Normally, my chaotic home is enough to provide a Single Mom Slice of Life column for goodenoughmother.com twice a month. Today though, the Head GEM herself asked that I take a look at this clip and write a piece on my thoughts – but only if I was moved – and since I had less than 24 hours to write the piece, it was a pretty big but.
I’m the first to admit, I’m not an avid Oprah fanatic. Nothing against Oprah, I just haven’t been a daytime TV watcher of any sort since my last bout with chicken pox thirty years ago so, though I often hear people speak of and sing her praises, I’m that person who will stay quiet during an Oprah water-cooler moment simply because, well, she’s not a part of my daily life.
However, because I was asked, I looked up the clip and, I was moved. Granted, I’m biased, but I’ve got great kids – they’re funny, they’re smart and still, I feel as though I’m just not (no pun intended) a good enough mother. What the young woman in the clip said was exactly what I’ve felt for the better part of ten years now. If you haven’t seen it, please, please, please go here and watch it before you finish reading my piece. I’ll wait here.
That piece, that WOMAN, spoke to me. Man , did she ever. See, I am a single, divorced, a survivor of an abusive marriage. Among my claims to fame are that I have two incredible kids, three dogs, an amazing family both blood and adopted, a good job, and can even provide a little extra like bowling leagues and movie nights…
So why then, do I have an almost debilitating fear that I’m letting my kids down? How have I not yet overcome a lifetime of insecurities that haunt my every waking moment? I am a woman trying to raise men, talk about an extreme situation! When one of my kids pauses for a second before trying something new, I sweat, wondering if I’ve failed to give them enough self-confidence. When they come home from school and tell me they only had a “C” day, I panic wondering why I didn’t teach them better to see the brighter side of life. Each time they fight, my heart stops and I wonder if the abuse they saw all those years ago is now festering inside them.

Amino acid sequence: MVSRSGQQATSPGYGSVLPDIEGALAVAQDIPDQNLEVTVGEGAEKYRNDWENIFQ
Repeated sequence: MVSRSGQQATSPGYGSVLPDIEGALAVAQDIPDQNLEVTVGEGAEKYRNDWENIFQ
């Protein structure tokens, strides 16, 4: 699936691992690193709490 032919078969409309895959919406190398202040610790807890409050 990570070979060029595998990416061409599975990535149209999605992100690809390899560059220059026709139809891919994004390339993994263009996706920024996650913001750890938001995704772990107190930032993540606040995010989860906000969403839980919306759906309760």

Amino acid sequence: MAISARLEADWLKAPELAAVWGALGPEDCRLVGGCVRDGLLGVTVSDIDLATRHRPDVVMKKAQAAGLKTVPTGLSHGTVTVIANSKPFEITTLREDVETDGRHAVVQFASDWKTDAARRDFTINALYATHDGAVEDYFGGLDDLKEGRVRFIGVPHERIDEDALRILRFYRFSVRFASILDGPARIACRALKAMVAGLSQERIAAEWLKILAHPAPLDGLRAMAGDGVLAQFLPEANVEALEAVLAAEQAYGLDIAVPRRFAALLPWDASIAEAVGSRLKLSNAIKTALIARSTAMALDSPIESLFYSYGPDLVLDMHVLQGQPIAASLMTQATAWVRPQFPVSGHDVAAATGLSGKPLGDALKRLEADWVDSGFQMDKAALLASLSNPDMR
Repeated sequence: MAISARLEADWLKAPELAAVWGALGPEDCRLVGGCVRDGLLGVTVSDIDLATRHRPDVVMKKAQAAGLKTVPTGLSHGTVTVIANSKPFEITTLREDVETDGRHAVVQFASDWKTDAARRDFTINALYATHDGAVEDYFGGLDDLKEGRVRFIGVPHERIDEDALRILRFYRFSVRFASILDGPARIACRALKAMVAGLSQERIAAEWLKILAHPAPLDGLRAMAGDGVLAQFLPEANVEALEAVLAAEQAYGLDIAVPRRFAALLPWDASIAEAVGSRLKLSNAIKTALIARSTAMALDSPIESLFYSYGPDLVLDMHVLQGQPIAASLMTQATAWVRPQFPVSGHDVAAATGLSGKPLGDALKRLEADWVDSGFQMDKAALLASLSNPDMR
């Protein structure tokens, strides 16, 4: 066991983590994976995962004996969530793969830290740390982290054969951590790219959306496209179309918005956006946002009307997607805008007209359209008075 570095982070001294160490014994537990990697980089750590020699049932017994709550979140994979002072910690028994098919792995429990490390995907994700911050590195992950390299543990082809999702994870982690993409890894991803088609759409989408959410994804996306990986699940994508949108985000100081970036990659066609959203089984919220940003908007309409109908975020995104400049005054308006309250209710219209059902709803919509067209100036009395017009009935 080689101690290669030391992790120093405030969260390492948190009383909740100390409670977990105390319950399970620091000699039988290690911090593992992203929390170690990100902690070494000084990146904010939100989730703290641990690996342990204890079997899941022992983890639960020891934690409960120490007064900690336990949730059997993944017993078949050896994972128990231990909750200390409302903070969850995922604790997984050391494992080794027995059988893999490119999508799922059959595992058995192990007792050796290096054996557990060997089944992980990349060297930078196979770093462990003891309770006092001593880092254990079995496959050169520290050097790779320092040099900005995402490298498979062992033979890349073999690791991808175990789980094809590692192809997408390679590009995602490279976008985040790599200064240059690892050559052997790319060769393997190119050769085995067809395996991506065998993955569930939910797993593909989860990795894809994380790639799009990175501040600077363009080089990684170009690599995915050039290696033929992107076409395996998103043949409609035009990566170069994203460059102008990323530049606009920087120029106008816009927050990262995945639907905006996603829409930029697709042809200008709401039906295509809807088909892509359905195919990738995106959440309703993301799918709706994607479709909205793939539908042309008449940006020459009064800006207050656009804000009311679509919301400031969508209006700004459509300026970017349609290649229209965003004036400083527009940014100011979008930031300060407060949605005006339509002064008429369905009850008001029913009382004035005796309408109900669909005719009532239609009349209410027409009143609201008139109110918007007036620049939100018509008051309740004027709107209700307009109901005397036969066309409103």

Oprah said very little in this segment, but what she said made me cry. “You have to believe that you are enough.”
I have to own the fact that I am it. The buck stops here.
This is MY life. I put my whole heart, pride, and sense of worth into every day with the boys… this also means that I have to accept, I have faults, but my faults are far far less than my accomplishments.
I made the decision to become a single parent. I own it that title. My ex-mother-in-law called me one day and made it a point to tell me that she was aware I was raising them all on my own, and that what these boys had become, how they had grown, their manners and appreciation for life was proof of the hard work **I** had put in as a parent.
If she can see it, appreciate it – why can’t I?
It could be that I’m too close to the situation, that I work daily on, for, with these kids. It could be that my own biological mom let me down. It could be that six years of a husband telling me I wasn’t good enough have warped my confidence…
You know what though? For all the bad things that have happened to me, I’ve survived and overcome to have two incredible kids of my own. That means, all my faults, all my shortcomings, they’re in my head. I’m an amazing mom, that means I have to worry, I have to fret, but ultimately, I have to teach my kids that no matter what happens, no matter how many times you trip or fall or get kicked down, it’s okay to get back up again, to move forward, head held high.. all for the simple fact that I am good enough.
What about you? Have you ever wondered if you were, “Good Enough”? Or more than that, if what you were doing was going to screw up your kids? How did you get through that? What did you tell yourself?
Wendy Syler Woodward, 37, has been a single parent for 10 years, with two boys ages 11 and 16. Originally from southern California, Wendy moved her family seven years ago to Phoenix where she manages a law firm for work, writes for fun, and is preparing to go back to college before the end of the year.